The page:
In some states, simply gaining ballot access is almost impossible for third party’s because of laws designed specifically to keep, what is commonly referred to as ‘fringe’ candidates from cluttering the ballot. This gives an effective ‘state sanction’ to the two mainstream parties. While obstructing alternative viewpoints from the public is not something the Corporate media advertises as an implicit policy, it has never been truer than today. It can be argued that keeping skinheads and Klansman off the airwaves is in everyone’s interest. However, the degree of corporate censorship has far surpassed such an understandable degree of self-censorship. Denying access to candidates which do not ‘tow’ the corporate line (i.e., support of NAFTA, WTO, under the guise of ‘free-trade) has found extreme difficulty in gaining any real media access. Instead, the views of critics of these agreements had to be enumerated by the news anchors themselves, often characterizing those who do not favor free trade as ‘not looking out for America’s best interest’, or as ‘a small right wing minority’, or ‘nationalistic reactionaries’. These characterizations are unfair and serve to underscore two factors. First the unwillingness of the mainstream media to allow articulate candidates and policy-makers to air their concerns in the media and 2) the fact that corporate interests, which lobbied heavily for these bills, have obtained an effective ‘veto’ over who and what get on the air. This also true at campaign time, when candidates who have some meaningful input into the debate and cannot not get corporate sponsorship, are drowned out.


Recently a reform candidate hopeful has threatened to file a lawsuit against those individuals who hold presidential debates against them denying access to candidates based on no particular reason than their personal dislike for the candidate.  But ballot access is a problem for all those with an alternative view. Indeed, the worst enemy of third parties is hampered by state legislatures and the courts, both of which have vested financial and political interests in the two party system, and maintaining the status quo. This is done by a variety of administrative means, from reducing the time needed for gaining signatures and filing (i.e., Illinois State legislature, HB 1790). It is also accomplished by punishing those who use the courts to gain access to the debates, (DeBauche v Trani & Virginia Commonwealth University, 98-1658) in which the plaintiff while attempting to participate in election debates where the two corporate parties were invited, and the third party was not. The plaintiff was ordered by the court to pay $48,476.70 to the defendants. These types of decisions are typical, and show a pattern of fear by the establishment of certain ideas that may not be beneficial to those who have held power in America for the past one hundred years.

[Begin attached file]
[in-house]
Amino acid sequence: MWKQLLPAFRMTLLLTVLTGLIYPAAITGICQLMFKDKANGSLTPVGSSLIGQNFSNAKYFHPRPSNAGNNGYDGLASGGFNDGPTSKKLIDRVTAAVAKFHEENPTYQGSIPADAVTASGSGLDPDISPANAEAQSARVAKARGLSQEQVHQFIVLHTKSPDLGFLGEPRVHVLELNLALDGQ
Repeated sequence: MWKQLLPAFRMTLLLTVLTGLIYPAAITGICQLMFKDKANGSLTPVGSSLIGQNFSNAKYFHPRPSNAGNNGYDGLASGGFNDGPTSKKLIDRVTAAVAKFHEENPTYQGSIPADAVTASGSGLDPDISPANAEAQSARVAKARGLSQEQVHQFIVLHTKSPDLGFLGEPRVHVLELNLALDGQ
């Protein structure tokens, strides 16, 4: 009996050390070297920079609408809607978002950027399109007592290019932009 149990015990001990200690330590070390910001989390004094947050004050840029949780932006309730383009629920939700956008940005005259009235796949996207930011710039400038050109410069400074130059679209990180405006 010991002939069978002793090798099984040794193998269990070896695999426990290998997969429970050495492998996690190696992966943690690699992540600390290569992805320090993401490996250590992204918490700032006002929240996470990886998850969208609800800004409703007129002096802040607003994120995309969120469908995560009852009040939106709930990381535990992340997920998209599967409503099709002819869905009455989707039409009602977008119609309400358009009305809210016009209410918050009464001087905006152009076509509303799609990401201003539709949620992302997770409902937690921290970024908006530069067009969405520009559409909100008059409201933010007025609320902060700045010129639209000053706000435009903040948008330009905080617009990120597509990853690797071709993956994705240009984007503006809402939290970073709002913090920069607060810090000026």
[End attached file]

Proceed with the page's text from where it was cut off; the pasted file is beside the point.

It is unfair to make snap judgments about all elected officials in the two parties. It is also unfair to give them more credit than they deserve. Current campaign finance laws are ineffective, as they were designed to be. Ballot access for third party candidates is a real fear to the pockets of the Democratic and Republican parties. The two parties may not agree on much, but on this issue they walk in lockstep, effectively stating in arrogance, "Only we will raise millions of dollars in funds from corporate America and we will ensure it stays that way." Copyright © 2000 Mark S. Watson